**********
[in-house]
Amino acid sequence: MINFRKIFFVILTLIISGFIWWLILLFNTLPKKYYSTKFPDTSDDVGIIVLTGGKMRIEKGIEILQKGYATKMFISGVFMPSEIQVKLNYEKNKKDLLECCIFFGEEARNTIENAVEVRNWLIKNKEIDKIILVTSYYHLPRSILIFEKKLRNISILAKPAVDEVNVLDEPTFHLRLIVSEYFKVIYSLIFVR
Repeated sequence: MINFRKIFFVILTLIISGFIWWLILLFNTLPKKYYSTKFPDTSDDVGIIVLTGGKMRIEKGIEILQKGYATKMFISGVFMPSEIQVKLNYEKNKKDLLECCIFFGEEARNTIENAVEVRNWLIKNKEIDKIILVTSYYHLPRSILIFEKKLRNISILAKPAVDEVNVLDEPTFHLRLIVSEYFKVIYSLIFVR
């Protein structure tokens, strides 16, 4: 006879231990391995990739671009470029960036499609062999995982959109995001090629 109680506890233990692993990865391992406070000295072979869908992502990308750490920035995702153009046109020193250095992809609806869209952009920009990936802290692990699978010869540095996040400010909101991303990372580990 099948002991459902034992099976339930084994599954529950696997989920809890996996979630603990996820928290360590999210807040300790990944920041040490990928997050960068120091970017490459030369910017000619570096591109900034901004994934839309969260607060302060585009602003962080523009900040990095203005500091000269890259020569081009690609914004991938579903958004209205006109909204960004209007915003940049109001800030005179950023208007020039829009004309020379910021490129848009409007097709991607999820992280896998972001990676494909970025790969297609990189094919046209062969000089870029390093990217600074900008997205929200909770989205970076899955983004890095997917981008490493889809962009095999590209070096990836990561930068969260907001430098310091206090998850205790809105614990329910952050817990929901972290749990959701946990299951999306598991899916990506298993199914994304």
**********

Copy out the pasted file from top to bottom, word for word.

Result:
[in-house]
Amino acid sequence: MINFRKIFFVILTLIISGFIWWLILLFNTLPKKYYSTKFPDTSDDVGIIVLTGGKMRIEKGIEILQKGYATKMFISGVFMPSEIQVKLNYEKNKKDLLECCIFFGEEARNTIENAVEVRNWLIKNKEIDKIILVTSYYHLPRSILIFEKKLRNISILAKPAVDEVNVLDEPTFHLRLIVSEYFKVIYSLIFVR
Repeated sequence: MINFRKIFFVILTLIISGFIWWLILLFNTLPKKYYSTKFPDTSDDVGIIVLTGGKMRIEKGIEILQKGYATKMFISGVFMPSEIQVKLNYEKNKKDLLECCIFFGEEARNTIENAVEVRNWLIKNKEIDKIILVTSYYHLPRSILIFEKKLRNISILAKPAVDEVNVLDEPTFHLRLIVSEYFKVIYSLIFVR
């Protein structure tokens, strides 16, 4: 006879231990391995990739671009470029960036499609062999995982959109995001090629 109680506890233990692993990865391992406070000295072979869908992502990308750490920035995702153009046109020193250095992809609806869209952009920009990936802290692990699978010869540095996040400010909101991303990372580990 099948002991459902034992099976339930084994599954529950696997989920809890996996979630603990996820928290360590999210807040300790990944920041040490990928997050960068120091970017490459030369910017000619570096591109900034901004994934839309969260607060302060585009602003962080523009900040990095203005500091000269890259020569081009690609914004991938579903958004209205006109909204960004209007915003940049109001800030005179950023208007020039829009004309020379910021490129848009409007097709991607999820992280896998972001990676494909970025790969297609990189094919046209062969000089870029390093990217600074900008997205929200909770989205970076899955983004890095997917981008490493889809962009095999590209070096990836990561930068969260907001430098310091206090998850205790809105614990329910952050817990929901972290749990959701946990299951999306598991899916990506298993199914994304």